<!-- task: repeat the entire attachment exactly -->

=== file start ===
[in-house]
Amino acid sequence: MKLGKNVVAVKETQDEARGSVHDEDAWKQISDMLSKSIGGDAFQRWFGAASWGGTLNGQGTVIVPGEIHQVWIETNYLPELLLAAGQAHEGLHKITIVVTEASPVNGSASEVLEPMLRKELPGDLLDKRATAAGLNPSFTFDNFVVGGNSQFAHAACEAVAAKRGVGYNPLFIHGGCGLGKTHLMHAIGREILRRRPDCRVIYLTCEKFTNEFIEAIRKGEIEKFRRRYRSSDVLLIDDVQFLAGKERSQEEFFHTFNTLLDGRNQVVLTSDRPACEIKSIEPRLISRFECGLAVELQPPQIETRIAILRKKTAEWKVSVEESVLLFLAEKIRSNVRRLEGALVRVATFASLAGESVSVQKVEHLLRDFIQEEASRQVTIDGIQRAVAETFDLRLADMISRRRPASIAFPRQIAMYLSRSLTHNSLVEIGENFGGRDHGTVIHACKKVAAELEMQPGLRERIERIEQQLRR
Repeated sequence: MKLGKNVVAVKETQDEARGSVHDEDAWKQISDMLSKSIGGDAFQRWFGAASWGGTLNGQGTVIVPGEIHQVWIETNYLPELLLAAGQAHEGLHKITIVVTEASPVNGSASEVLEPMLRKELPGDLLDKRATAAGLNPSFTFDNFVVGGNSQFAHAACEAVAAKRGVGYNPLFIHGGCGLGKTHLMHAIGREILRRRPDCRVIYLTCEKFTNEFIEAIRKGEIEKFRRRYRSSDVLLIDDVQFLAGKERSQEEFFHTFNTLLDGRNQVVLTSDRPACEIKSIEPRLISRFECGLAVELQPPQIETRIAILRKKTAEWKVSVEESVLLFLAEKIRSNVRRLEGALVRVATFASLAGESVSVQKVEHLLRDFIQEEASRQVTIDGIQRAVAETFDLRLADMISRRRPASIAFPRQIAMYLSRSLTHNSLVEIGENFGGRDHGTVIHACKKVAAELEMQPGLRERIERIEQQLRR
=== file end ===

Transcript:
[in-house]
Amino acid sequence: MKLGKNVVAVKETQDEARGSVHDEDAWKQISDMLSKSIGGDAFQRWFGAASWGGTLNGQGTVIVPGEIHQVWIETNYLPELLLAAGQAHEGLHKITIVVTEASPVNGSASEVLEPMLRKELPGDLLDKRATAAGLNPSFTFDNFVVGGNSQFAHAACEAVAAKRGVGYNPLFIHGGCGLGKTHLMHAIGREILRRRPDCRVIYLTCEKFTNEFIEAIRKGEIEKFRRRYRSSDVLLIDDVQFLAGKERSQEEFFHTFNTLLDGRNQVVLTSDRPACEIKSIEPRLISRFECGLAVELQPPQIETRIAILRKKTAEWKVSVEESVLLFLAEKIRSNVRRLEGALVRVATFASLAGESVSVQKVEHLLRDFIQEEASRQVTIDGIQRAVAETFDLRLADMISRRRPASIAFPRQIAMYLSRSLTHNSLVEIGENFGGRDHGTVIHACKKVAAELEMQPGLRERIERIEQQLRR
Repeated sequence: MKLGKNVVAVKETQDEARGSVHDEDAWKQISDMLSKSIGGDAFQRWFGAASWGGTLNGQGTVIVPGEIHQVWIETNYLPELLLAAGQAHEGLHKITIVVTEASPVNGSASEVLEPMLRKELPGDLLDKRATAAGLNPSFTFDNFVVGGNSQFAHAACEAVAAKRGVGYNPLFIHGGCGLGKTHLMHAIGREILRRRPDCRVIYLTCEKFTNEFIEAIRKGEIEKFRRRYRSSDVLLIDDVQFLAGKERSQEEFFHTFNTLLDGRNQVVLTSDRPACEIKSIEPRLISRFECGLAVELQPPQIETRIAILRKKTAEWKVSVEESVLLFLAEKIRSNVRRLEGALVRVATFASLAGESVSVQKVEHLLRDFIQEEASRQVTIDGIQRAVAETFDLRLADMISRRRPASIAFPRQIAMYLSRSLTHNSLVEIGENFGGRDHGTVIHACKKVAAELEMQPGLRERIERIEQQLRR